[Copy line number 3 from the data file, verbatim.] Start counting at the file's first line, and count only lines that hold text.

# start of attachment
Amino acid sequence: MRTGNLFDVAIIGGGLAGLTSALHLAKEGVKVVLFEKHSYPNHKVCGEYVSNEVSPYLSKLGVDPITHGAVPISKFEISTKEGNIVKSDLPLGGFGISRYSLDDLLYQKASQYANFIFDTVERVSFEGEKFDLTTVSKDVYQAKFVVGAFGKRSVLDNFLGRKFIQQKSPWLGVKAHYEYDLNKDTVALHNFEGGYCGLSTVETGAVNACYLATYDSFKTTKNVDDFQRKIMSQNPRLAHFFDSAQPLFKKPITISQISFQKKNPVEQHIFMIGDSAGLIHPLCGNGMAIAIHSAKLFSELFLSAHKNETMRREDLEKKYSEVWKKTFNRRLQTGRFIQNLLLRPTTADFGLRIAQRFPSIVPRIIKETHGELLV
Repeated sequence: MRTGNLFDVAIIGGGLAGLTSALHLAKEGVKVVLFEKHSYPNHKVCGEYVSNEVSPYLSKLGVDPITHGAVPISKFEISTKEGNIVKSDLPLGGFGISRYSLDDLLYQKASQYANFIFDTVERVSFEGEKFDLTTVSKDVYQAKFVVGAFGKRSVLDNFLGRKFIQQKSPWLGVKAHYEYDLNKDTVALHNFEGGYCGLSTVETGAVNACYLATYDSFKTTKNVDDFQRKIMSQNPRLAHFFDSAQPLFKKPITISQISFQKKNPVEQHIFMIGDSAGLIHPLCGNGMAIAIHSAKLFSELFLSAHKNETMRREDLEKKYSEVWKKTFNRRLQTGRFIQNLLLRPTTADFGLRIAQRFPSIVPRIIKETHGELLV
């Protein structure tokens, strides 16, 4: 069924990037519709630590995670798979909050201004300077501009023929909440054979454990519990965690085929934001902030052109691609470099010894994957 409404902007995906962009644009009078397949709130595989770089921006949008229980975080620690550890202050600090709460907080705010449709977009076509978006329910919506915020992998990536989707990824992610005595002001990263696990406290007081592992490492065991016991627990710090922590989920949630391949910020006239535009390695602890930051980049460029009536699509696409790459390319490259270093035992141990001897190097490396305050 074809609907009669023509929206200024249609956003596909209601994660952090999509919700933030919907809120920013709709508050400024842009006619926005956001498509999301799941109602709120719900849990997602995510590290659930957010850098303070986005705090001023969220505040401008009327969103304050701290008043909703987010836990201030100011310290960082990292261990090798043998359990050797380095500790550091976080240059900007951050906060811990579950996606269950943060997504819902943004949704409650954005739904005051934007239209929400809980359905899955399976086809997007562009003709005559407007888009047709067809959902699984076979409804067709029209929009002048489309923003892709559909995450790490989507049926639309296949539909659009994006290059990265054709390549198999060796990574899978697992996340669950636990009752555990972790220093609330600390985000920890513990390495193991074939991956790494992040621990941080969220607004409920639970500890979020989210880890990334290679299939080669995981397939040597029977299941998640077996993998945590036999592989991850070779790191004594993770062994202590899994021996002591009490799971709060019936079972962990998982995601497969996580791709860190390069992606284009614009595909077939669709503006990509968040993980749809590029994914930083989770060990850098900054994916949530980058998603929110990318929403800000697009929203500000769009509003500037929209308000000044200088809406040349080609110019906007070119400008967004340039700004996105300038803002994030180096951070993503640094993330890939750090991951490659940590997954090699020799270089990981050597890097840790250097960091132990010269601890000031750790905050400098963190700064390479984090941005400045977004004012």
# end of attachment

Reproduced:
């Protein structure tokens, strides 16, 4: 069924990037519709630590995670798979909050201004300077501009023929909440054979454990519990965690085929934001902030052109691609470099010894994957 409404902007995906962009644009009078397949709130595989770089921006949008229980975080620690550890202050600090709460907080705010449709977009076509978006329910919506915020992998990536989707990824992610005595002001990263696990406290007081592992490492065991016991627990710090922590989920949630391949910020006239535009390695602890930051980049460029009536699509696409790459390319490259270093035992141990001897190097490396305050 074809609907009669023509929206200024249609956003596909209601994660952090999509919700933030919907809120920013709709508050400024842009006619926005956001498509999301799941109602709120719900849990997602995510590290659930957010850098303070986005705090001023969220505040401008009327969103304050701290008043909703987010836990201030100011310290960082990292261990090798043998359990050797380095500790550091976080240059900007951050906060811990579950996606269950943060997504819902943004949704409650954005739904005051934007239209929400809980359905899955399976086809997007562009003709005559407007888009047709067809959902699984076979409804067709029209929009002048489309923003892709559909995450790490989507049926639309296949539909659009994006290059990265054709390549198999060796990574899978697992996340669950636990009752555990972790220093609330600390985000920890513990390495193991074939991956790494992040621990941080969220607004409920639970500890979020989210880890990334290679299939080669995981397939040597029977299941998640077996993998945590036999592989991850070779790191004594993770062994202590899994021996002591009490799971709060019936079972962990998982995601497969996580791709860190390069992606284009614009595909077939669709503006990509968040993980749809590029994914930083989770060990850098900054994916949530980058998603929110990318929403800000697009929203500000769009509003500037929209308000000044200088809406040349080609110019906007070119400008967004340039700004996105300038803002994030180096951070993503640094993330890939750090991951490659940590997954090699020799270089990981050597890097840790250097960091132990010269601890000031750790905050400098963190700064390479984090941005400045977004004012």